If you are using SQLite you might be trying to share your database. What are your options when you want to be able to share your database?
We’re wrapping up week 9 of #JustCode with a web app that demonstrates a web service, JSON and SQLite. The web app functions as both an app with a UI and a web service. It lets you enter your own quotes which are saved in a SQLite database. The web service randomly fetches a quote and returns it as JSON.
Noted recently at the SQLizer blog, the SQL language was first created 43 years ago. And what is remarkable about that is that SQL is still used today. According to the Stack Overflow 2017 developer survey it is the #2 programming language. Not many languages remain in use for such a long period of time. Although we’re happy to also note that Xojo celebrated our 20th anniversary in 2016!
Using databases with web apps is not much different than using them with desktop apps, but there are a few things to keep in mind. The most important thing to note is that a web app allows multiple users. This means you’ll want your database connection to be unique for each user that connects to the web app, rather than global to the app itself (as is common in desktop apps). The simplest way to ensure this is to create the connection to your database in the WebSession.Open event handler, saving a reference to the connection as a property that you add to WebSession.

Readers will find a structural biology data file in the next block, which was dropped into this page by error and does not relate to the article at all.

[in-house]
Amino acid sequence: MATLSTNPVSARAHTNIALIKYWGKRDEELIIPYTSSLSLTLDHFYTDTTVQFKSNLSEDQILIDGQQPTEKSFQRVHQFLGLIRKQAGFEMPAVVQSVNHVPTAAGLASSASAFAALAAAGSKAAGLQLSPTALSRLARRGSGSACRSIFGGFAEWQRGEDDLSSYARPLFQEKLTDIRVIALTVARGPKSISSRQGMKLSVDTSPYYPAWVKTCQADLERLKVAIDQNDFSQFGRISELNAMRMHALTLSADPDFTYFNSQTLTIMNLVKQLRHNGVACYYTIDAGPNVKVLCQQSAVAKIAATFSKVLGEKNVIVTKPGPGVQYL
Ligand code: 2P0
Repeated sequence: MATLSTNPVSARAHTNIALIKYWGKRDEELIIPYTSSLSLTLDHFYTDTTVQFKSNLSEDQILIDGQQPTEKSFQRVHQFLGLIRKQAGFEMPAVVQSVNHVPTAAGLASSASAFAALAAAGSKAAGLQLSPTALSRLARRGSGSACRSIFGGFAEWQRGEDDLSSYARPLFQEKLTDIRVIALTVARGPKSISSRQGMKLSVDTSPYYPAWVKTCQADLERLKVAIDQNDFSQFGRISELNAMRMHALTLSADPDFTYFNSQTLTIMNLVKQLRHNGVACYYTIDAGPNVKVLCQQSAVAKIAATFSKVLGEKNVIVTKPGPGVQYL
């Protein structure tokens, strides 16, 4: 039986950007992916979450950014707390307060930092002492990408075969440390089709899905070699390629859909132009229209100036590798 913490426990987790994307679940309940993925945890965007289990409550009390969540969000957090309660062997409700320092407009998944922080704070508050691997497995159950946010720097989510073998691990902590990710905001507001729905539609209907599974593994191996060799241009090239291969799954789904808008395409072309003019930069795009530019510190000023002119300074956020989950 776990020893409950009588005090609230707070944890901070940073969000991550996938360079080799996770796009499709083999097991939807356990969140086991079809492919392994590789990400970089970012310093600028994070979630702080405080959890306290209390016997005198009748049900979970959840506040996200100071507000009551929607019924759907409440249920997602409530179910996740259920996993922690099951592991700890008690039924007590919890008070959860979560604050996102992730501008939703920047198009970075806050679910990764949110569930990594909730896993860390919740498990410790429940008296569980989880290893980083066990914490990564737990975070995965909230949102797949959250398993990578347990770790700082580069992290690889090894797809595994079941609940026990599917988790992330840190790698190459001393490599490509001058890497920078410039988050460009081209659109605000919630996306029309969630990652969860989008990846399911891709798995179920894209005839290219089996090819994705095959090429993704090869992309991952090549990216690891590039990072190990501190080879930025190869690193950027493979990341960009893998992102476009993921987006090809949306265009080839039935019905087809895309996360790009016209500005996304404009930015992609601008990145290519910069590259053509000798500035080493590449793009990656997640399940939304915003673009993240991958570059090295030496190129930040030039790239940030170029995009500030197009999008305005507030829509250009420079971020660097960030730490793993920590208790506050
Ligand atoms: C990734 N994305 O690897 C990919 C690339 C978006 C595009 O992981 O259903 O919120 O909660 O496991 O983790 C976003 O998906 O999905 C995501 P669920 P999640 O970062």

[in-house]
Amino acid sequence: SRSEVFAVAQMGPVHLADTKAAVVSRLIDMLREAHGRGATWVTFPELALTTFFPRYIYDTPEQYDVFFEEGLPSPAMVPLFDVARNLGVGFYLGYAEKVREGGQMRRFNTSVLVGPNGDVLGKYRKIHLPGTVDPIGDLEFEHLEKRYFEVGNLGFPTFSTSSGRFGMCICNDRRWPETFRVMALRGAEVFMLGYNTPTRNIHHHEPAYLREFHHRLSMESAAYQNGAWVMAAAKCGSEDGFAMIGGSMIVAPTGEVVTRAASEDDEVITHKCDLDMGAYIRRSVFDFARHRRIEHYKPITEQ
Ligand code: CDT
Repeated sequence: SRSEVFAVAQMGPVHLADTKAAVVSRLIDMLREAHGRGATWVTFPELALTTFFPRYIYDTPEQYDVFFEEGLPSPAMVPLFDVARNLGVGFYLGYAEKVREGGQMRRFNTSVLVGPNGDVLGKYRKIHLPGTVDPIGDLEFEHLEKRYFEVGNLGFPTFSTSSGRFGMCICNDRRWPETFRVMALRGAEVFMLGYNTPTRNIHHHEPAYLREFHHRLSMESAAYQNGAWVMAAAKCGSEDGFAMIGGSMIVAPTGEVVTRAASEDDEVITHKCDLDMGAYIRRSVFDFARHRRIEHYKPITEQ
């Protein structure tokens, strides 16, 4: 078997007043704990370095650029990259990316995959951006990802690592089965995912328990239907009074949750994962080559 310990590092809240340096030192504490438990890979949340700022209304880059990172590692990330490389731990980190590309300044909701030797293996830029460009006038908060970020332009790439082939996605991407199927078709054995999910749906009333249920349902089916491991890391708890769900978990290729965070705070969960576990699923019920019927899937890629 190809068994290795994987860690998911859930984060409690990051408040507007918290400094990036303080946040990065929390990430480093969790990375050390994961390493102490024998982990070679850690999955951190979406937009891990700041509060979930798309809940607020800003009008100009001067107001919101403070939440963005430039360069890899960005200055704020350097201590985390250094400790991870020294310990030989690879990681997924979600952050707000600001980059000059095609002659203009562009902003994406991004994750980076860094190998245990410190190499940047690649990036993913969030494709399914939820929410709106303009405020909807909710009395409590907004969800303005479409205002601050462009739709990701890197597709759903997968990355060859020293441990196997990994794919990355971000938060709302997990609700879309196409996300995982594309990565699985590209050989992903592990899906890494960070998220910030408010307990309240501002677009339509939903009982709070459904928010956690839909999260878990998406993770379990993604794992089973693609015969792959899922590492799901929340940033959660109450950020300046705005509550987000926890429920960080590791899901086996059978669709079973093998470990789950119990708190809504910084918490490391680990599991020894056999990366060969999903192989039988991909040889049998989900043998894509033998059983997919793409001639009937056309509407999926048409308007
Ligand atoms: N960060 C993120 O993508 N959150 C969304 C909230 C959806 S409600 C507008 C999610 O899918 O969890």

I recently had someone ask me how to reorder the columns in a SQLite table. As you may be aware, the SQLite ALTER table does not have a lot of functionality compared to other databases and it certainly doesn’t have a way to do this.
Everyone loves SQLite. It is everywhere, it is fast and it is easy to use. Want to know how to make it even faster?
SQLite has the ability to do full text searching and this feature is available with Xojo. Read on to learn how to best use it!